By any standards Perthshire is one of the truly great old counties of Scotland. In size it is the fourth largest of the old counties in Scotland, comprising 1,595,804 acres. But size is not everything; and despite having no extremely large city, it has a much larger population than the other Scots counties which top it in size, Inverness, Argyll and Ross and Cromarty. Yet it has no industrial area, apart from the town of Perth itself. It has its great mountain tracts, of course, including some of the most famous scenery in the United Kingdom; but there is an enormous amount of fertile, populous countryside--far more, probably, than is generally realised--its great green straits, or wide open valleys, its especial pride. Contrary, therefore, to frequent pronouncements, the true glory of Perthshire is not its hills and lochs, however fine--for in these it can be excelled by Argyll and Inverness-shire, Ross or Sutherland; it is in its magnificent, age-old settled lowlands, its characterful small towns and its unnumbered villages. Especially the latter. Here are, probably, more ancient and interesting small communities than anywhere else in Scotland. And these communities are unfortunately generally bypassed by the typical traveler.
Basically, Perthshire is the basin and catchment area of the great River Tay; although the south-west section, or Menteith (more properly Monteith) as its name suggests, is the mounth of the Teith, principal tributary of the Forth. But in the main, Perthshire's innumerable and often splendid rivers reach the sea via the silver Tay. The county has another basic feature--the great Highland Fault, which runs across Scotland from the Gareloch to the Tay, most of it in Perthshire. This, because in general it marks the division between Highlands and Lowlands, is important. The old county, therefore, has a split personality.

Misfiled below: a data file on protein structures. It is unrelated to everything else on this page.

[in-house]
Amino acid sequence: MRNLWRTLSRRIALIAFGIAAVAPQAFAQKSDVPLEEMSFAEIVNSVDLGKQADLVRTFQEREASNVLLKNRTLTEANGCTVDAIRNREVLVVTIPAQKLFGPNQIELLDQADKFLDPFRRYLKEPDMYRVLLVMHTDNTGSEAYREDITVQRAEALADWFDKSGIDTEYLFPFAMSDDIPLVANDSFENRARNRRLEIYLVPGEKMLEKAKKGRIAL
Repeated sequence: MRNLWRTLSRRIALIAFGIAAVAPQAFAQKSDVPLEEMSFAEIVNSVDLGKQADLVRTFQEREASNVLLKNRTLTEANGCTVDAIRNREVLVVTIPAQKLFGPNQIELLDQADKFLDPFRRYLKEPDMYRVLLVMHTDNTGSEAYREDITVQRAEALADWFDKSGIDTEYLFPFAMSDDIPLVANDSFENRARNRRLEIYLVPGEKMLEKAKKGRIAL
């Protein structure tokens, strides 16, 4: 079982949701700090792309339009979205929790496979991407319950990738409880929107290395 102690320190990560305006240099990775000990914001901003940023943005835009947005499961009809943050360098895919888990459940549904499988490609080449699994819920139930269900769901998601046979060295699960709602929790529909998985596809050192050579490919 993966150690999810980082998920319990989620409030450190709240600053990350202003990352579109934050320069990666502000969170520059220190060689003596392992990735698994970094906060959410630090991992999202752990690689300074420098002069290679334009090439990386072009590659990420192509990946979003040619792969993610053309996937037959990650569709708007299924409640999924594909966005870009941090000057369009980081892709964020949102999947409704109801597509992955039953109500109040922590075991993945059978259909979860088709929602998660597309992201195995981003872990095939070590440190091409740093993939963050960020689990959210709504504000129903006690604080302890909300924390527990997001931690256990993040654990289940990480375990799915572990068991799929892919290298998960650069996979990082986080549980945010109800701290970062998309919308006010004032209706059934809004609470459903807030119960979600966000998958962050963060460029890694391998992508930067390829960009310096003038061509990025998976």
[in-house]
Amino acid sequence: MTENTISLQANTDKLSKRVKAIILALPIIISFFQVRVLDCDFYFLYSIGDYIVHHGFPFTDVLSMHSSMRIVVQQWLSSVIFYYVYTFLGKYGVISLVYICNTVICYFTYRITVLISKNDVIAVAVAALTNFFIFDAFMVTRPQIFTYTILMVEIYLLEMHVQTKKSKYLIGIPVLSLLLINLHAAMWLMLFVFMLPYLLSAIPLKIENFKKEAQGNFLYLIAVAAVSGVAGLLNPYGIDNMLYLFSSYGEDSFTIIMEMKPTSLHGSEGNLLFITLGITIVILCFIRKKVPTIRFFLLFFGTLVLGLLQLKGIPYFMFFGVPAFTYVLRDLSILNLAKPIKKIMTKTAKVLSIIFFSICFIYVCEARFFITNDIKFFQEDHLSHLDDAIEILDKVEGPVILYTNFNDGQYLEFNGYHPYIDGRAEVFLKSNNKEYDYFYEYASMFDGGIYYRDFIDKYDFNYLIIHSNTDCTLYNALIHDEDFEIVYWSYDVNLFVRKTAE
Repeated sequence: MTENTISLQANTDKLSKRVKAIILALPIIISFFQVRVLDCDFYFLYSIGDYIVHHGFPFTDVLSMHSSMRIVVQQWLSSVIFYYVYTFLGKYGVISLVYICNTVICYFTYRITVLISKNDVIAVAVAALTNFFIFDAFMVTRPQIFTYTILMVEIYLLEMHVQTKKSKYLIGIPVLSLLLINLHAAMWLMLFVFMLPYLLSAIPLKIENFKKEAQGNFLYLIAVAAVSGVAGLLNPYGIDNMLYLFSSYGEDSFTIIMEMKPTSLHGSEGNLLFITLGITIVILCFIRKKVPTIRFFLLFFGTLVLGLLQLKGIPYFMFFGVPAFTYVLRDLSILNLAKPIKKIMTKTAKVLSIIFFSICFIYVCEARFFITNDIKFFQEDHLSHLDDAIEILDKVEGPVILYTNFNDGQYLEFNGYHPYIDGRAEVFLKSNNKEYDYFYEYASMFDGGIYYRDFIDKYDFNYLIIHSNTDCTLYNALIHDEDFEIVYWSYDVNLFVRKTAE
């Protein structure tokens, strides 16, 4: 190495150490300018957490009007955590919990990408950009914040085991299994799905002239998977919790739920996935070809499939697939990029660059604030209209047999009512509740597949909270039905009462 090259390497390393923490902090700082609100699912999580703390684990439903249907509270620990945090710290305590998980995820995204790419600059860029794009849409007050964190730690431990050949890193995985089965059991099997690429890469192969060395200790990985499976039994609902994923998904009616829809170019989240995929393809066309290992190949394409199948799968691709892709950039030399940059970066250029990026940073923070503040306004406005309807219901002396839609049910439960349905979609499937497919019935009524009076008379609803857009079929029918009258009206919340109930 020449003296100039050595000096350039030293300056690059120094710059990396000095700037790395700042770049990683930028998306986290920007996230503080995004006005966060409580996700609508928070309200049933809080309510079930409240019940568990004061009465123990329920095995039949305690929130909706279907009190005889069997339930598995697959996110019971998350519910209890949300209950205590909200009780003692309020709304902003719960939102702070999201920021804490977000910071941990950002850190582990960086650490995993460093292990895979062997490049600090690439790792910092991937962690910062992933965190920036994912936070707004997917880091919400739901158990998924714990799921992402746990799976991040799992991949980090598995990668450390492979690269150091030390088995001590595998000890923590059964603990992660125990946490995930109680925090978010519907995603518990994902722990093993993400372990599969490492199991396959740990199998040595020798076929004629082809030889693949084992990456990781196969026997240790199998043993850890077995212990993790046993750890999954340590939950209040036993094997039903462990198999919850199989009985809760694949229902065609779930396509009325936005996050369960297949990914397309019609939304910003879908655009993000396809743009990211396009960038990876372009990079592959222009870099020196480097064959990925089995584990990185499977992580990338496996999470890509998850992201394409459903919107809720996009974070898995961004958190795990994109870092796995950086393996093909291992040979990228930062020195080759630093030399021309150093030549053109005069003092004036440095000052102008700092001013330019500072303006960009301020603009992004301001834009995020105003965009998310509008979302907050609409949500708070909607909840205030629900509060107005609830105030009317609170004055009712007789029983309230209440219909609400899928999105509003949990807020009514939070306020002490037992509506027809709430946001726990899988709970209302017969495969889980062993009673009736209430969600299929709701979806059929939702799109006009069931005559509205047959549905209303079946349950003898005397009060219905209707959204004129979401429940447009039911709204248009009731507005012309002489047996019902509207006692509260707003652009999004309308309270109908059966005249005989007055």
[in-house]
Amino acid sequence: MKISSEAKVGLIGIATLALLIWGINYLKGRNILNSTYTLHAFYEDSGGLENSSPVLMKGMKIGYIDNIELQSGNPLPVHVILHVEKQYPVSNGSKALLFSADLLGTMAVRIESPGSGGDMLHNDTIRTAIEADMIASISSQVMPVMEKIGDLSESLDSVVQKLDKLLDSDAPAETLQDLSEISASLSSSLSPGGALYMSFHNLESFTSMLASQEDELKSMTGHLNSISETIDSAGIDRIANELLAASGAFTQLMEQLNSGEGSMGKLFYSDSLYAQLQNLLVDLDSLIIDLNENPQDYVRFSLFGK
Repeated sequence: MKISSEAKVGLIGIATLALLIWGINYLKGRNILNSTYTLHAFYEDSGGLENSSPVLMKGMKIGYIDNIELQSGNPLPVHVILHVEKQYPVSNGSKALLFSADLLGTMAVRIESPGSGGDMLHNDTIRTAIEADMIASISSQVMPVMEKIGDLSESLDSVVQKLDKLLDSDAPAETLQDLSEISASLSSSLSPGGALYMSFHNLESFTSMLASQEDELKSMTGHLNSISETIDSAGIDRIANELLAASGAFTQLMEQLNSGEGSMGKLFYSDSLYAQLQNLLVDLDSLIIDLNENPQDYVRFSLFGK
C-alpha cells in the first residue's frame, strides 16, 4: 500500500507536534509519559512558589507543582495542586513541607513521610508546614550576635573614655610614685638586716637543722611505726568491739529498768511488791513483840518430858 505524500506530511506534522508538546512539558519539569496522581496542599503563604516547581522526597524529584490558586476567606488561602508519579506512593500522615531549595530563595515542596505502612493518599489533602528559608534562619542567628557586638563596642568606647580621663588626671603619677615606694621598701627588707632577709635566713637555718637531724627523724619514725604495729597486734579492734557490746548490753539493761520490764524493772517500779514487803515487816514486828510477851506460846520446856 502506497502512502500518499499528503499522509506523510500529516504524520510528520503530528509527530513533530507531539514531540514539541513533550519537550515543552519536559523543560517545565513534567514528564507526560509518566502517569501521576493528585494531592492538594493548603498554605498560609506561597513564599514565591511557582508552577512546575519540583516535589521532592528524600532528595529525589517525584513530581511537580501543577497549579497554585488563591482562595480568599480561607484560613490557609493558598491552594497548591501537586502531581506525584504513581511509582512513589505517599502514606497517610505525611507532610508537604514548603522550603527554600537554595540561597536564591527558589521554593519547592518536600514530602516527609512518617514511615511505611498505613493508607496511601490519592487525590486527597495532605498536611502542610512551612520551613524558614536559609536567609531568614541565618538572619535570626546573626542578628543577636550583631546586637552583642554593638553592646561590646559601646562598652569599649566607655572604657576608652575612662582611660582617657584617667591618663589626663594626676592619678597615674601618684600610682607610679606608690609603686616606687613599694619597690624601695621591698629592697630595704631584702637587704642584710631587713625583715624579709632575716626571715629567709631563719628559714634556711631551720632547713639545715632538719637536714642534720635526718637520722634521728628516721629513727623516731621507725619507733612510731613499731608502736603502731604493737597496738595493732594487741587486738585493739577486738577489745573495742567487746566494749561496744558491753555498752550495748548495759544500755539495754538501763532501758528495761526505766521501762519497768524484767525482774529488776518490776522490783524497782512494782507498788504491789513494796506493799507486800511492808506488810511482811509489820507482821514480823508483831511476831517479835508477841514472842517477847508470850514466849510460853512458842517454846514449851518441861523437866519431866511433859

Owing to its great size and ancient lineage, Perthshire has always been split up into large sub-provinces, with very pronounced characteristics and identities of their own, mainly themselves ancient earldoms--Menteith, Strathearn, Gowrie, Atholl, Breadalbane, each with its own subdivisions. These, all themselves mighty areas, are the very stuff of Scotland's story, an integral and vital part of Scotland's exciting past. Perthshire is, in fact, a historically exciting county. Here, indeed, the past can be studied at its earliest, as far as Scotland is concerned, better than most; for it so happened that into Perthshire, Strathearn in especial, came the early Christian missionaries of the Irish Celtic Church, via Iona, the Brethren of Columba, to set up their cells and churches in these lovely valleys. The greatest concentration of early Celtic Church sites are here; also a large number of those quite extraordinary Pictish sculptured stones, with their symbols, things of splendid beauty and workmanship, full of as yet unsolved mystery, which so give the lie to the folly that the Picts were a race of savages, painting their bodies and going about half naked. Quite clearly these Pictish ancestors of ours, whom the Celtic Church missionaries Christianised, were a highly developed and artistic people, with unique culture. Perthshire is where they can best be studied, probably.